Todd-Smith v. Social Security Administration Commissioner, No. 2:2015cv02075 - Document 16 (W.D. Ark. 2016)

Court Description: MEMORANDUM OPINION. Signed by Honorable Erin L. Setser on March 18, 2016. (hnc)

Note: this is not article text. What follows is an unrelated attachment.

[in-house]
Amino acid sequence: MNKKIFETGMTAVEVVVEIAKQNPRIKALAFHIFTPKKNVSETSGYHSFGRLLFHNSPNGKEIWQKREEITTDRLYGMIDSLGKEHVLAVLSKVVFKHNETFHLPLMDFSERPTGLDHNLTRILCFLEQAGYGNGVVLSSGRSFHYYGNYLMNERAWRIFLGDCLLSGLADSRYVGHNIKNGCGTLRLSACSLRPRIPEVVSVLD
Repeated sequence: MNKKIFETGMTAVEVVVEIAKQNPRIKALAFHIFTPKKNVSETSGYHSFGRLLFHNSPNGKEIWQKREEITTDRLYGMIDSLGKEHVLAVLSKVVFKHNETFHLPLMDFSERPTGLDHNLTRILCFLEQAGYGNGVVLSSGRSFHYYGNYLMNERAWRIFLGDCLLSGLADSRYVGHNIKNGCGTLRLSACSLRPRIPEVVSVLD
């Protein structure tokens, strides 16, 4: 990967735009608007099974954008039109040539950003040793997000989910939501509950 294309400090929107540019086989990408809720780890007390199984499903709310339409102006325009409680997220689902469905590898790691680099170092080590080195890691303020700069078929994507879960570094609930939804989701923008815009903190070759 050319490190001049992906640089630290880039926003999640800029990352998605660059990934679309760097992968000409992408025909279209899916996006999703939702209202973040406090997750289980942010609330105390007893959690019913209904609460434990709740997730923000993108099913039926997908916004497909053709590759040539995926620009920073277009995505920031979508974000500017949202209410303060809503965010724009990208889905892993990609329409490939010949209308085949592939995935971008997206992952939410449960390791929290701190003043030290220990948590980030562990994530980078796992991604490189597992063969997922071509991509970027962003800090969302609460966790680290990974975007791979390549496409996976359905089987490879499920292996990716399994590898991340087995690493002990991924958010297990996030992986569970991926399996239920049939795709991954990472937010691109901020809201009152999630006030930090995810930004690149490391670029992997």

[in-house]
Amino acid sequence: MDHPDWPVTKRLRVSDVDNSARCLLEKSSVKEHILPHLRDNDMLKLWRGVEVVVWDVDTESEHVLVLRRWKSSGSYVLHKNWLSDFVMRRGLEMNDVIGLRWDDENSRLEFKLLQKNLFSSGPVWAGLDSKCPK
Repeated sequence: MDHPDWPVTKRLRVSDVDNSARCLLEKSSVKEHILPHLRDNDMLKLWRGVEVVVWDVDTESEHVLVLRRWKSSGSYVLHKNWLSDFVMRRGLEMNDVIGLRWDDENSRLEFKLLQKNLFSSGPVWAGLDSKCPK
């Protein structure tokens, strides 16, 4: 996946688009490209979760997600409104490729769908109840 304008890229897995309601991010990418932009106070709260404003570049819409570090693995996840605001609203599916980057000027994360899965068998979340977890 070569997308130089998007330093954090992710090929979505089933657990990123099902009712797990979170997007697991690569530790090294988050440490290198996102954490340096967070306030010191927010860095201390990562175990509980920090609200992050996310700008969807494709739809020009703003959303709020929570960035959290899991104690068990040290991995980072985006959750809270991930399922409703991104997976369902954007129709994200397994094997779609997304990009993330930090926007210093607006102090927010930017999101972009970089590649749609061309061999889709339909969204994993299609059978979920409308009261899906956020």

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Todd-Smith v. Social Security Administration Commissioner Doc. 16 IN THE UNITED STATES DISTRICT COURT WESTERN DISTRICT OF ARKANSAS FORT SMITH DIVISION DEBORAH TODD-SMITH PLAINTIFF V. NO. 15-2075 CAROLYN W. COLVIN, Acting Commissioner of the Social Security Administration DEFENDANT MEMORANDUM OPINION Plaintiff, Deborah Todd–Smith, brings this action pursuant to 42 U. S.C. §405(g), seeking judicial review of a decision of the Commissioner of the Social Security Administration (Commissioner) denying her claim for supplemental security income (SSI) under the provisions of Title XVI of the Social Security Act (Act). In this judicial review, the Court must determine whether there is substantial evidence in the administrative record to support the Commissioner’s decision. See 42 U.S.C. §405(g). I. Procedural Background: Plaintiff protectively filed her current application for SSI on January 29, 2007, alleging an inability to work since January 1, 1997, due to spinal problems, back, legs, knees, and toe problems. (Tr. 96-98, 109, 112). An administrative hearing was held on November 18, 2008, at which Plaintiff appeared with counsel and testified. (Tr. 4-42). On March 5, 2009, the ALJ issued an unfavorable decision. (Tr. 47-56). On March 6, 2012, the undersigned entered judgment affirming the ALJ’s decision. Todd-Smith v. Colvin, No. 112029 (Doc. 14). On January 4, 2013, the Eighth Circuit Court of Appeals reversed and remanded the matter, id. at Doc. 19, and on February 25, 2013, the undersigned entered 1 Dockets.Justia.com Judgment in accordance with the Eighth Circuit’s decision. Id. at Doc. 21. On February 11, 2014, the Appeals Council entered an Order remanding the case to the ALJ, directing the ALJ to consider the additional evidence submitted with the subsequent claim, and stating that the ALJ may wish to obtain the testimony of a medical expert to address the issues of onset of disability prior to July 31, 2009. (Tr. 572). The Appeals Council noted that in a subsequent application, Plaintiff was found disabled on May 6, 2012, with a disability onset date of July 31, 2009. Therefore, the ALJ’s decision in this case will adjudicate the time period from January 29, 2007 to July 31, 2009. (Tr. 506). Another hearing was held before the ALJ on August 21, 2014, at which Plaintiff appeared with counsel and testified. (Tr. 536-554). By written decision dated January 16, 2015, the ALJ found that during the relevant time (January 29, 2007 – July 31, 2009), Plaintiff had an impairment or combination of impairments that were severe – disorder of the back, obesity, chronic pain syndrome, depression adjustment disorder, and attention deficit hyperactivity disorder (ADHD). (Tr. 509). However, after reviewing all of the evidence presented, the ALJ determined that Plaintiff’s impairments did not meet or equal the level of severity of any impairment listed in the Listing of Impairments found in Appendix I, Subpart P, Regulation No. 4. (Tr. 509). The ALJ found Plaintiff retained the residual functional capacity (RFC) to: perform sedentary work as defined in 20 CFR 416.967(a) except the claimant is able to occasionally climb ramps and stairs, never climb ropes, scaffolds or ladders, and occasionally balance, stoop, kneel, crouch and crawl. In addition, the claimant is able to perform work where interpersonal contact is incidental to the work performed; complexity of tasks is learned and performed by rote, with few variables and little judgment; and supervision required is simple, direct and concrete. 2 (Tr. 510). With the help of the vocational expert (VE), the ALJ determined that during the relevant time period, there were jobs Plaintiff would be able to perform, such as production assembler, document preparer, and escort vehicle driver. (Tr. 517). Subsequently, Plaintiff filed this action. (Doc. 1). This case is before the undersigned pursuant to the consent of the parties. (Doc. 5). Both parties have filed appeal briefs, and the case is now ready for decision. (Docs. 14, 15). The Court has reviewed the entire transcript. The complete set of facts and arguments are presented in the parties’ briefs, and are repeated here only to the extent necessary. II. Applicable Law: This Court’s role is to determine whether the Commissioner’s findings are supported by substantial evidence on the record as a whole. Ramirez v. Barnhart, 292 F. 3d 576, 583 (8th Cir. 2002). Substantial evidence is less than a preponderance but it is enough that a reasonable mind would find it adequate to support the Commissioner’s decision. The ALJ’s decision must be affirmed if the record contains substantial evidence to support it. Edwards v. Barnhart, 314 F. 3d 964, 966 (8th Cir. 2003). As long as there is substantial evidence in the record that supports the Commissioner’s decision, the Court may not reverse it simply because substantial evidence exists in the record that would have supported a contrary outcome, or because the Court would have decided the case differently. Haley v. Massanari, 258 F.3d 742, 747 (8th Cir. 2001). In other words, if after reviewing the record, it is possible to draw two inconsistent positions from the evidence and one of those positions represents the findings of the ALJ, the decision of the ALJ must be affirmed. Young v. Apfel, 221 F. 3d 1065, 1068 (8th Cir. 2000). 3 It is well established that a claimant for Social Security disability benefits has the burden of proving her disability by establishing a physical or mental disability that has lasted at least one year and that prevents her from engaging in any substantial gainful activity. Pearsall v. Massanari, 274 F. 3d 1211, 1217 (8th Cir. 2001); see also 42 U.S.C. §423(d)(1)(A). The Act defines “physical or mental impairment” as “an impairment that results from anatomical, physiological, or psychological abnormalities which are demonstrable by medically acceptable clinical and laboratory diagnostic techniques.” 42 U.S.C. §§423(d)(3). A Plaintiff must show that her disability, not simply her impairment, has lasted for at least twelve consecutive months. The Commissioner’s regulations require him to apply a five-step sequential evaluation process to each claim for disability benefits: (1) whether the claimant had engaged in substantial gainful activity since filing her claim; (2) whether the claimant had a severe physical and/or mental impairment or combination of impairments; (3) whether the impairment(s) met or equaled an impairment in the listings; (4) whether the impairment(s) prevented the claimant from doing past relevant work; and (5) whether the claimant was able to perform other work in the national economy given her age, education, and experience. See 20 C.F.R. § 416.920. Only if the final stage is reached does the fact finder consider the Plaintiff’s age, education, and work experience in light of her RFC. See McCoy v. Schneider, 683 F.2d 1138, 1141-42 (8th Cir. 1982); 20 C.F.R. § 416.920, abrogated on other grounds by Higgins v. Apfel, 222 F.3d 504, 505 (8th Cir. 2000); 20 C.F.R. § 416.920. III. Discussion: In the Eighth Circuit opinion, the Court found the ALJ did not give any specific reasons for discounting Plaintiff’s credibility, and that the ALJ’s RFC assessment and 4 hypothetical to the VE did not contain many of the mental limitations set out by the doctors. (Tr. 567-568). Although the undersigned believes the ALJ addressed these factors in his decision, the Court finds it necessary to remand this matter to the ALJ because he failed to indicate what weight, if any, he gave to the opinions of Plaintiff’s treating physicians, Dr. Terry Hoyt and Dr. Danny Silver, who both indicated Plaintiff had severe limitations. (Tr. 165, 643). The ALJ indicated he gave substantial weight to the opinions of the physicians who opined regarding Plaintiff’s mental impairments, but did not discuss what weight, if any, he gave to the opinions of Plaintiff’s treating physicians regarding Plaintiff’s physical impairments. The Eighth Circuit has repeatedly held that “[a] treating physician’s opinion ‘should be granted controlling weight if it is well-supported by medically acceptable clinical and laboratory diagnostic techniques and is not inconsistent with the other substantial evidence in the record.’” Nowling v. Colvin, No.14-2170, 2016 WL 690821 at *9 (8th Cir. Feb. 22, 2016)(quoting Miller v. Colvin, 784 F.3d 472, 477 (8th Cir. 2015) and Cunningham v. Apfel, 222 F.3d 496, 502 (8th Cir. 2000)). It is true that an ALJ may discount or disregard a treating physician’s opinion, where “other medical assessments are supported by superior medical evidence, or if the treating physician has offered inconsistent opinions.” Hogan v. Apfel, 239 F.3d 958, 961 (8th Cir. 2001)(quoting Prosch v. Apfel, 201 F.3d 1010, 1013 (8th Cir. 2000). However, “[i]n either case-whether granting a treating physician’s opinion substantial or little weight-the Commissioner or the ALJ must give good reasons for the weight apportioned.” Andrews v. Colvin, 791 F.3d 923, 928 (8th Cir. 2015), Based upon the foregoing, the Court finds this matter should be remanded to the ALJ in order for him to address what weight, if any, he gives to the opinions of the treating, 5 examining, and non-examining physicians relating to Plaintiff’s physical impairments, and to re-evaluate his RFC. IV. Conclusion: IV. Conclusion: Accordingly, the Court concludes that the ALJ’s decision is not supported by substantial evidence, and therefore, reverses and remands this matter to the Commissioner for further consideration pursuant to sentence four of 42 U.S.C. §405(g). IT IS SO ORDERED this 18th day of March, 2016. /s/ Erin L. Setser HON. ERIN L. SETSER UNITED STATES MAGISTRATE JUDGE 6